FINAL FANTASY IX / Squaresoft / Sony PS1
FF9 ditched the wangst and ridiculous animu/J-Pop hybrid fashion sense of the two prequels, much to nearly everyone's relief. It took on the trappings of the old games - rigid character classes, a more traditional Active Time Battle system with no complicated Materias or Junctioning schemes, even a little Black Mage running around in robe and straw hat as a party fixture. What it didn't ditch, however, was the very rigid and linear "lead you by the nose from set-peice to set-peice" structure that the previous two games operated on. Oh, World of Ruin, how we long for you.
FF9's story is better by default for being less emo and having less jerkass characters wearing belts in retarted places ... but that still doesn't make it particularly great. It's this sort of rattly mess of contrivance that has only a couple of standout characters and basically no standout moments; I completed the game back in 2001, and when replaying it in 2012 for this review I couldn't remember one goddamn thing about it, even as it was unfolding in front of me. I might as well have been playing it for the first time. Main character Zidane is just Locke rewritten a little younger, without the "comatose girlfriend" angst, and with a monkey tail pinned to his butt. Love interest Princess Garnet/Dagger is a walking trope. Steiner is a trope too, but at least he's good for comic relief; Vivi is easily the most compelling character, but a lot of that probably has to do with the fact he so easily lends himself to merchandisible plushie form. The handful of other characters are basically irrelevant tack-ons; if it's been more than 3 years since you've played the game I bet you can't name them or even really remember what they look like. The more lighthearted and comic tone is a refreshing counterpoint from the Wangstimu of both the prequels and many other JRPGs of the time ... but it also leads to an almost complete lack of dramatic tension, as the story is clearly "serial" style where you know the cutesy heroes will find some way to PEW PEW PEW their way through every challenge in the end without any major damage. A story like this needs good characters to zoom in on and a compelling world to explore to overcome the predictability and saccharinity, and unfortunately FF9 has neither (see Skies of Arcadia instead for a game that actually managed to pull this dynamic off.)
More of a problem than the characters/writing is simply how goddamn sloooow the game is, with even more painful battle load-in times than the previous two games. This is also exacerbated by a higher encounter rate than anything since the NES games. The game's ATB system also works such that there's these significant blocks of time where everyone is just kind of standing around staring at each other, with nothing possible to happen. The slow pace extends out of battle to the game's nominally rigid on-rails structure; you're often at a point where all you can really do is run tediously across the overworld from one area to another (getting ganked by aforementioned ridiculous encounter rate along the way), or fish about in some town finding semi-obscure progression points. It takes clear until Disc 3 to get a real sense of freedom to explore the game world and a sense of self-determined agency in doing so.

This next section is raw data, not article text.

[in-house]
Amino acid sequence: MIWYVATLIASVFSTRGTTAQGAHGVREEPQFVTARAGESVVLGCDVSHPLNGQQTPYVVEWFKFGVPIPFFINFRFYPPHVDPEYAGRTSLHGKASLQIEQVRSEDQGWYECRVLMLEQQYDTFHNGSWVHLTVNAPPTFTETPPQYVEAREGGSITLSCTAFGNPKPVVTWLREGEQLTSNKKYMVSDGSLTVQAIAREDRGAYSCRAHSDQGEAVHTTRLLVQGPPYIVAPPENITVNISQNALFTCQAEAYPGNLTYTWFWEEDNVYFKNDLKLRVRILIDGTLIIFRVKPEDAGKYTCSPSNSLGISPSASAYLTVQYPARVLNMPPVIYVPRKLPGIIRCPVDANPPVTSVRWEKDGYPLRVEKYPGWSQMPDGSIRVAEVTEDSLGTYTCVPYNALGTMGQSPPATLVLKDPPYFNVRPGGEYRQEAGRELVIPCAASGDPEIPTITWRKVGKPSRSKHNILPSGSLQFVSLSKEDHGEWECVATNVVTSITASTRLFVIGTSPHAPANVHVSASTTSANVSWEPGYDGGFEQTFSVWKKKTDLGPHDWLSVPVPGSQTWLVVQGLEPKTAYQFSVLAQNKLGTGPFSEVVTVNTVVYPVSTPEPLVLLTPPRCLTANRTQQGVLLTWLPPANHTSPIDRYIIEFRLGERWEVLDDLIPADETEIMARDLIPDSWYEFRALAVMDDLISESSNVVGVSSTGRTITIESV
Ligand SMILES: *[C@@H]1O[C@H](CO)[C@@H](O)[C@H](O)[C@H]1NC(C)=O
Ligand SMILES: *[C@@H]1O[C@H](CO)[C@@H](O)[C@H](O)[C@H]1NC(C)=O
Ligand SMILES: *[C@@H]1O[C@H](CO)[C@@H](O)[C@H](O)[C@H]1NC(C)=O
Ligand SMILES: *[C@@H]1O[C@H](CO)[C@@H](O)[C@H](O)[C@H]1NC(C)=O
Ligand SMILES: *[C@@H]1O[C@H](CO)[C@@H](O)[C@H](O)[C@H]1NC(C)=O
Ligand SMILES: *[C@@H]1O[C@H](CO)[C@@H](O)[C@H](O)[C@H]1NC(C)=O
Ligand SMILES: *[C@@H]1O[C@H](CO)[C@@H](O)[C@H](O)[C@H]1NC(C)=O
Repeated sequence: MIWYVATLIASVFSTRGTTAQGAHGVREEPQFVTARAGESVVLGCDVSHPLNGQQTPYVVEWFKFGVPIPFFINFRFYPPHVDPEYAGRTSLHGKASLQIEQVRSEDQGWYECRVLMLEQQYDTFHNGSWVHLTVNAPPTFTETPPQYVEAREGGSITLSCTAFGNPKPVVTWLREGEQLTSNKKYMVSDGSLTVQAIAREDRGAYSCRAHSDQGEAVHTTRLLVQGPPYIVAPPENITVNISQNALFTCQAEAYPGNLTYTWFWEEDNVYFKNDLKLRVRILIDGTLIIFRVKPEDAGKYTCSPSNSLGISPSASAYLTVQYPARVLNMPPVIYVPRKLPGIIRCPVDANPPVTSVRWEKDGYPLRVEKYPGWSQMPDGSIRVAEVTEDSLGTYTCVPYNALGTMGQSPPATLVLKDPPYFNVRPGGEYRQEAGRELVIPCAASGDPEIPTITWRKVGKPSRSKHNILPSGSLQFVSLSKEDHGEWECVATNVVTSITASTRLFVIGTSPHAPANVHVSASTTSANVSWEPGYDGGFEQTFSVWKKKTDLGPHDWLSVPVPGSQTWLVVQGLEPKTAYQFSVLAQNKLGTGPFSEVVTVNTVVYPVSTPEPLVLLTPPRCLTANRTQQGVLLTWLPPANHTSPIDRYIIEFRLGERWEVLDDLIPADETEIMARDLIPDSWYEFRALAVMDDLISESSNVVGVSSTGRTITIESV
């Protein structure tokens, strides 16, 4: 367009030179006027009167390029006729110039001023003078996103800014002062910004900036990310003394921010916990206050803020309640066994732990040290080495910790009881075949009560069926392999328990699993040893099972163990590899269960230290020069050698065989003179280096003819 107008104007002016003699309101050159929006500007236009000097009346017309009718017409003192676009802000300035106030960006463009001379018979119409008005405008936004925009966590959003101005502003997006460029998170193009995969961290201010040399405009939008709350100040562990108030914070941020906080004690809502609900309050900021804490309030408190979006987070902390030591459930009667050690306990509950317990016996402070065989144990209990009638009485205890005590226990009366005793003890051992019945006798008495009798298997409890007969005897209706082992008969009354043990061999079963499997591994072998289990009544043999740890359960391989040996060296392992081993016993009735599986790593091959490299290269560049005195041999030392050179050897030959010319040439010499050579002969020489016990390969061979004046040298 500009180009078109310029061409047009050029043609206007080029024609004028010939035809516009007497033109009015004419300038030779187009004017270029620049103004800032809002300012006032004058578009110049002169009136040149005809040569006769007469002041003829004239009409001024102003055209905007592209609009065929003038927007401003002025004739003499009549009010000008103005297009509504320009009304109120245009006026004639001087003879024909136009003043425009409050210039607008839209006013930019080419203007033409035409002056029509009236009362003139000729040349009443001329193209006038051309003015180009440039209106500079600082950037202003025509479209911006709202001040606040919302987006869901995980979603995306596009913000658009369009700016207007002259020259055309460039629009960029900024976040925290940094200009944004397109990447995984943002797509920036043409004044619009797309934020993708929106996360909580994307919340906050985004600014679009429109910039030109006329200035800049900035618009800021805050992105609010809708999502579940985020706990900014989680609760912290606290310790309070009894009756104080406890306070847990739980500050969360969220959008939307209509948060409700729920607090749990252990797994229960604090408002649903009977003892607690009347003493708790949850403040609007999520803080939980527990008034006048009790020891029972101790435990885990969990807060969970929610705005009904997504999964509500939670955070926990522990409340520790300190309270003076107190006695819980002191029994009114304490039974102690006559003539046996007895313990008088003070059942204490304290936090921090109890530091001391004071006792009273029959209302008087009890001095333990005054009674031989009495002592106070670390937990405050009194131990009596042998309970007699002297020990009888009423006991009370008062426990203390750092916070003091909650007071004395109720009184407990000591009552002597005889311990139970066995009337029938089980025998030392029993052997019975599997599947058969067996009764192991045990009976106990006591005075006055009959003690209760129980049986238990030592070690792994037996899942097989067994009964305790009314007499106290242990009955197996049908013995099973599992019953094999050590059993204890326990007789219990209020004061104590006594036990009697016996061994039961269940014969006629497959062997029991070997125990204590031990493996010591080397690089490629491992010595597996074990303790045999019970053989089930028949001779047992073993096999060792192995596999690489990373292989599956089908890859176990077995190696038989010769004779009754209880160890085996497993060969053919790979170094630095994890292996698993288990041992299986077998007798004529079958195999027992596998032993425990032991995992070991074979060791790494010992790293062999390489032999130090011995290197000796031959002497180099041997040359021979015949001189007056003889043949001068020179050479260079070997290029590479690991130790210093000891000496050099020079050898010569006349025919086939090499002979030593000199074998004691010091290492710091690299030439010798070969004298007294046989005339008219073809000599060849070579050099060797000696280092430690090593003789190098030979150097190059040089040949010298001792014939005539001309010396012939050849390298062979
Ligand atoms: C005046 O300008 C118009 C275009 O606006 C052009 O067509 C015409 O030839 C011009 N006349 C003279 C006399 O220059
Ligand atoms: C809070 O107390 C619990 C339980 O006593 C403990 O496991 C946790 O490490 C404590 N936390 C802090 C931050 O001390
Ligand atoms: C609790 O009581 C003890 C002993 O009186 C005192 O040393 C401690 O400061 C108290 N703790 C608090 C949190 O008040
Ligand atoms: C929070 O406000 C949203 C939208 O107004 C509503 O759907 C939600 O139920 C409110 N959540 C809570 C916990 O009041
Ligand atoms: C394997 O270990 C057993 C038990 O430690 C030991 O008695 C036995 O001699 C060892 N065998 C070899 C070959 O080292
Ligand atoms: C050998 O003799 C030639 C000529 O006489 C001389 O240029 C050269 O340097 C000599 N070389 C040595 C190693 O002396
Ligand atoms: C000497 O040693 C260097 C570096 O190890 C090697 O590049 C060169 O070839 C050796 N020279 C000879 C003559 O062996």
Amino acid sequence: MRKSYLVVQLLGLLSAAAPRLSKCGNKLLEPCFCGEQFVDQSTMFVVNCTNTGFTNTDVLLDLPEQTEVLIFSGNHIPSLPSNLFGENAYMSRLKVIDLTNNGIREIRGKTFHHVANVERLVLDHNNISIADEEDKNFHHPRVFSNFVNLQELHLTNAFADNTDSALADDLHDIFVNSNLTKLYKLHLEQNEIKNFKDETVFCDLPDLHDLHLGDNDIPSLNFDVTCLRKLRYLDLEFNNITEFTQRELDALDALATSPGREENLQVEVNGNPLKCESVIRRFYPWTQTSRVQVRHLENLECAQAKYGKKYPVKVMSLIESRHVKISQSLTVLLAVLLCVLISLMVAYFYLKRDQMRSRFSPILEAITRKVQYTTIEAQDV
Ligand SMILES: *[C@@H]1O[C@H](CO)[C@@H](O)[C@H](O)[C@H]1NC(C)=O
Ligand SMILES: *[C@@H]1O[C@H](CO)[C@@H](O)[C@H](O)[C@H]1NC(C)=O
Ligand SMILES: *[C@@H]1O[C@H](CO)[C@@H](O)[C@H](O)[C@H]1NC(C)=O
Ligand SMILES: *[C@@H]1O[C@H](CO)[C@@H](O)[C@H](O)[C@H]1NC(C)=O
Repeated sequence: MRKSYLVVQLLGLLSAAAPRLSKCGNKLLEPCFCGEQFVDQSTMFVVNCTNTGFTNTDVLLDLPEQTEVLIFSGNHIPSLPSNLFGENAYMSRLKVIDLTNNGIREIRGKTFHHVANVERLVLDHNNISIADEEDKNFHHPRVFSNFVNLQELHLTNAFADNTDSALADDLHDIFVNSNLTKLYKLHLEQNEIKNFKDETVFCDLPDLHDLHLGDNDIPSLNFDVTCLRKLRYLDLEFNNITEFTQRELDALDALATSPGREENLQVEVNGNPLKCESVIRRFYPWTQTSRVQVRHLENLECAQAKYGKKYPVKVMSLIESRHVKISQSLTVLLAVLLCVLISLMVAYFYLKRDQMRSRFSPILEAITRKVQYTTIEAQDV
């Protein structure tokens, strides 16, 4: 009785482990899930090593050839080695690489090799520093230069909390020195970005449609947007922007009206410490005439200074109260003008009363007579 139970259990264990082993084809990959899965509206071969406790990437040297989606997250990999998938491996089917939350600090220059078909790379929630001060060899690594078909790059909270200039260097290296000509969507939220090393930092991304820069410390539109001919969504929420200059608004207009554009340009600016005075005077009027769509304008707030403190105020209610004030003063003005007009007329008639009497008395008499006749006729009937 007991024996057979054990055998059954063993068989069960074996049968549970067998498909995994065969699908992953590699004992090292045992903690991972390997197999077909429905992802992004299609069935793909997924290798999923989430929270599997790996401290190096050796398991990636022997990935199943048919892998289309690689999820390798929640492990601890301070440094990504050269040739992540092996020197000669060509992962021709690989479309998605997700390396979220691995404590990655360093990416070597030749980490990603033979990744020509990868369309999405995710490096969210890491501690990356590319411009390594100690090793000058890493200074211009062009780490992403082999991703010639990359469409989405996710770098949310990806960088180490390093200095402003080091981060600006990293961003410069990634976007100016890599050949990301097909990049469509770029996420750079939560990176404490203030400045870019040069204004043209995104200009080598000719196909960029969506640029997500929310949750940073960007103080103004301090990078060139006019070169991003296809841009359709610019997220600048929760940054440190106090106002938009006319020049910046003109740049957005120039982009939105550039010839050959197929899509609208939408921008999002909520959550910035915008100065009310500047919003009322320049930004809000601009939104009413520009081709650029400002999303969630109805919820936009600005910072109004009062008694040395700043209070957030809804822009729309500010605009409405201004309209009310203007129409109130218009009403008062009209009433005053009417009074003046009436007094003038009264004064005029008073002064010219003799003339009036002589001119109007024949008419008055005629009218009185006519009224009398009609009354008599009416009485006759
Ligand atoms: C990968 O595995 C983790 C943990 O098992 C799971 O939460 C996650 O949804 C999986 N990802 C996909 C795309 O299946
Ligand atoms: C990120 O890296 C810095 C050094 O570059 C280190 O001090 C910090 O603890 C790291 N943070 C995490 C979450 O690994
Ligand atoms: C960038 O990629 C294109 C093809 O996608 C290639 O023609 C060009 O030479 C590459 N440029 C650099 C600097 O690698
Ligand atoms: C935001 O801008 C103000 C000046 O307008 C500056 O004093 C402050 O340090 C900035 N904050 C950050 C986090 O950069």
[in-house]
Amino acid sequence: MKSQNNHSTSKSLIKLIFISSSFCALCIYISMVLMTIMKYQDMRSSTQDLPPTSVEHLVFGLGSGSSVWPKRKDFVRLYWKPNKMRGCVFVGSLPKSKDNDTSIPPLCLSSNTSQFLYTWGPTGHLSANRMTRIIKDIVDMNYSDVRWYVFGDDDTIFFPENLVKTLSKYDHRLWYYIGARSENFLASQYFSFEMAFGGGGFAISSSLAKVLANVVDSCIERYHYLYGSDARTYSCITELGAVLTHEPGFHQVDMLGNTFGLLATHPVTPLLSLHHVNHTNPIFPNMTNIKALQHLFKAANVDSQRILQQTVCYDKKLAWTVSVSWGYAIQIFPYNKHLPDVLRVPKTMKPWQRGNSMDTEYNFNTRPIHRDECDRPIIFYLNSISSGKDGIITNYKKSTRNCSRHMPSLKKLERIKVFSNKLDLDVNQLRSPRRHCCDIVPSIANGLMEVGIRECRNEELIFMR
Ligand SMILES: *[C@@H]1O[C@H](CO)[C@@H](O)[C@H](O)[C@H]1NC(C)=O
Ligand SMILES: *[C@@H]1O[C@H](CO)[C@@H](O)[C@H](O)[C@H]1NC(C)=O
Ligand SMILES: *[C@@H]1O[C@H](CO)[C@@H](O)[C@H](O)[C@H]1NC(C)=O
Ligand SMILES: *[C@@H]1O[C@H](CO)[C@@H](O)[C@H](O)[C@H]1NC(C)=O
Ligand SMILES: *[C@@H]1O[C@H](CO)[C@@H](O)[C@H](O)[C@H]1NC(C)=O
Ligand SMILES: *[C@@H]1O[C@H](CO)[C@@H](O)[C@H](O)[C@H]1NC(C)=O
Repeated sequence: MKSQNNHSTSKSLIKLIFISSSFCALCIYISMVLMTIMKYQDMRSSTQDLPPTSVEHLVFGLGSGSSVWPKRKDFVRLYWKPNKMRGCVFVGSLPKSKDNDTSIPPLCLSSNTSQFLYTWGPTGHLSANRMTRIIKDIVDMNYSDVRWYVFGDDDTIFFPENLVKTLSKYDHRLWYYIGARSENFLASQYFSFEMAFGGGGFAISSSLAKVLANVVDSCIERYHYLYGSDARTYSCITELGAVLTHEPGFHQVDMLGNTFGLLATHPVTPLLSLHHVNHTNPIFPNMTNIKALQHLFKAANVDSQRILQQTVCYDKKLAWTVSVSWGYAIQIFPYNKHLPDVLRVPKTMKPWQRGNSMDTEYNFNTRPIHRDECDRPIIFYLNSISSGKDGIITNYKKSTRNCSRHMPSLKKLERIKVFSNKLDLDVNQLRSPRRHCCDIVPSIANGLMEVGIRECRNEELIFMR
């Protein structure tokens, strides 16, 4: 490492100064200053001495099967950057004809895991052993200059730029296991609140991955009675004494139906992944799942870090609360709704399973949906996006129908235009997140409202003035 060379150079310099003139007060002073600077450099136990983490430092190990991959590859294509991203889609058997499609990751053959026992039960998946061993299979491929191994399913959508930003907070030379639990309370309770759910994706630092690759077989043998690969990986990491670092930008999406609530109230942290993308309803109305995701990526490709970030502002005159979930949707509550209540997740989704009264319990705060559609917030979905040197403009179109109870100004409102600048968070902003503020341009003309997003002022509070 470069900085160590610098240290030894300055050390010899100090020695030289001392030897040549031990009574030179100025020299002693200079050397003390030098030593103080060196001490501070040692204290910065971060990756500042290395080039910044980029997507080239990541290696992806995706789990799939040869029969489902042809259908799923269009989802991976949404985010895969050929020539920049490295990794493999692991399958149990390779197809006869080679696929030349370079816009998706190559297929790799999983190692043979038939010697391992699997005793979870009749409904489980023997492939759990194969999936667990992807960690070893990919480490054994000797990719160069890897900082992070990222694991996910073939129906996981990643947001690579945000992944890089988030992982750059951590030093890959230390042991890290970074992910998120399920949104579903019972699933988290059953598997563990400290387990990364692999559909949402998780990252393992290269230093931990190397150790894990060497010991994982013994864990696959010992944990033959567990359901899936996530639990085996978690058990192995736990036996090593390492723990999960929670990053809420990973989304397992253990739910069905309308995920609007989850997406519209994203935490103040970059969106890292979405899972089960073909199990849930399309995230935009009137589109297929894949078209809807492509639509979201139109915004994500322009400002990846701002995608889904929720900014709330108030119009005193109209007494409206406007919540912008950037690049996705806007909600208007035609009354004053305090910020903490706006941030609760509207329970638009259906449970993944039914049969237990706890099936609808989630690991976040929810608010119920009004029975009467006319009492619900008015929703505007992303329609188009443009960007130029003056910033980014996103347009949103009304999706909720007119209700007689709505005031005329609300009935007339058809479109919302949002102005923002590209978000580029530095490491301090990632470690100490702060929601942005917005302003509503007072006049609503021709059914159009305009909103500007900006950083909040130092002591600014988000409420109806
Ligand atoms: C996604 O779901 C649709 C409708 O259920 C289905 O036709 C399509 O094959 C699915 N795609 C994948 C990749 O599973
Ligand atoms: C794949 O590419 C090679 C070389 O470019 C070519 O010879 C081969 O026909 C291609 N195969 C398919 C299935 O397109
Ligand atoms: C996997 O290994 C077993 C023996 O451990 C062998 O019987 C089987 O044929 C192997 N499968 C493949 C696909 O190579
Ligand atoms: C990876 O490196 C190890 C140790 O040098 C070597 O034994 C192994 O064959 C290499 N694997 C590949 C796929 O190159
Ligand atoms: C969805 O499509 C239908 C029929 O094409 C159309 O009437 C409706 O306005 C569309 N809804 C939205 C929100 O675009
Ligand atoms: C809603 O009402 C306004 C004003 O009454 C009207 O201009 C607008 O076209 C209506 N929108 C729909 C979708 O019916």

I guess it can all be charming, if you like that sort of Disneyified, Kingdom Hearts-ish sort of thing. It wasn't at all to my taste, but I don't knock it down a peg due to aesthetic preference, but to simply being so slow, rigid and so often unengaging and non-interactive. If you aren't into the whole Disney-serial thing, there's just no reason to care. The art has held up poorly; as with FF8 there are some pretty hand-painted backdrops that look fantastic in HD, but the polygon work just looks worse the more you zoom in on it. Uematsu feels this was his best soundtrack, but I don't know if he wasn't just putting on the Brave Corporate Face to cover for the fact that burnout was starting to show. Only a handful of tunes are really memorable and that's probably more because I've heard them on Jimquisition a few times now. Aside from being slow-paced the gameplay leaves little to complain about ... but little to get particularly excited about either.